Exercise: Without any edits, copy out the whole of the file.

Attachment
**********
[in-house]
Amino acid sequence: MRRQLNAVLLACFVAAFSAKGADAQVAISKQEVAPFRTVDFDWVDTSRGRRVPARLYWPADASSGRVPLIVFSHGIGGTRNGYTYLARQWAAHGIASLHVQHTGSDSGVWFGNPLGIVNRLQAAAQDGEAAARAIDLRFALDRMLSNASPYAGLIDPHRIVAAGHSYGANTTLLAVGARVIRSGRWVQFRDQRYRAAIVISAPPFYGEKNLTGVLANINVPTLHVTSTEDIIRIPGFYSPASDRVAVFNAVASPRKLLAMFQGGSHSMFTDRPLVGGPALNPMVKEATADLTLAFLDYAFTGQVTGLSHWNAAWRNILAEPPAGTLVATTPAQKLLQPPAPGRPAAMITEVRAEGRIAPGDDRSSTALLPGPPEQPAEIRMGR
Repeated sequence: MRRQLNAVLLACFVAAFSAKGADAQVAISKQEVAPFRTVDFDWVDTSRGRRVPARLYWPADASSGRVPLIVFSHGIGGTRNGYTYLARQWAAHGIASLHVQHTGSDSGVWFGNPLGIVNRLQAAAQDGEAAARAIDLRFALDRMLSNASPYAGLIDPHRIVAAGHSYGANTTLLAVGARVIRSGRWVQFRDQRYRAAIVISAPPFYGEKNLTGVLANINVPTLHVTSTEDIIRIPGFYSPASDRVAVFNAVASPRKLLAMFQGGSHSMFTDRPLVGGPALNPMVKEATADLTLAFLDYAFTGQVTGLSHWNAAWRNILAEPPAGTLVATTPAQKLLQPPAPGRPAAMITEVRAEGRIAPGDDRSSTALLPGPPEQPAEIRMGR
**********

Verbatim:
[in-house]
Amino acid sequence: MRRQLNAVLLACFVAAFSAKGADAQVAISKQEVAPFRTVDFDWVDTSRGRRVPARLYWPADASSGRVPLIVFSHGIGGTRNGYTYLARQWAAHGIASLHVQHTGSDSGVWFGNPLGIVNRLQAAAQDGEAAARAIDLRFALDRMLSNASPYAGLIDPHRIVAAGHSYGANTTLLAVGARVIRSGRWVQFRDQRYRAAIVISAPPFYGEKNLTGVLANINVPTLHVTSTEDIIRIPGFYSPASDRVAVFNAVASPRKLLAMFQGGSHSMFTDRPLVGGPALNPMVKEATADLTLAFLDYAFTGQVTGLSHWNAAWRNILAEPPAGTLVATTPAQKLLQPPAPGRPAAMITEVRAEGRIAPGDDRSSTALLPGPPEQPAEIRMGR
Repeated sequence: MRRQLNAVLLACFVAAFSAKGADAQVAISKQEVAPFRTVDFDWVDTSRGRRVPARLYWPADASSGRVPLIVFSHGIGGTRNGYTYLARQWAAHGIASLHVQHTGSDSGVWFGNPLGIVNRLQAAAQDGEAAARAIDLRFALDRMLSNASPYAGLIDPHRIVAAGHSYGANTTLLAVGARVIRSGRWVQFRDQRYRAAIVISAPPFYGEKNLTGVLANINVPTLHVTSTEDIIRIPGFYSPASDRVAVFNAVASPRKLLAMFQGGSHSMFTDRPLVGGPALNPMVKEATADLTLAFLDYAFTGQVTGLSHWNAAWRNILAEPPAGTLVATTPAQKLLQPPAPGRPAAMITEVRAEGRIAPGDDRSSTALLPGPPEQPAEIRMGR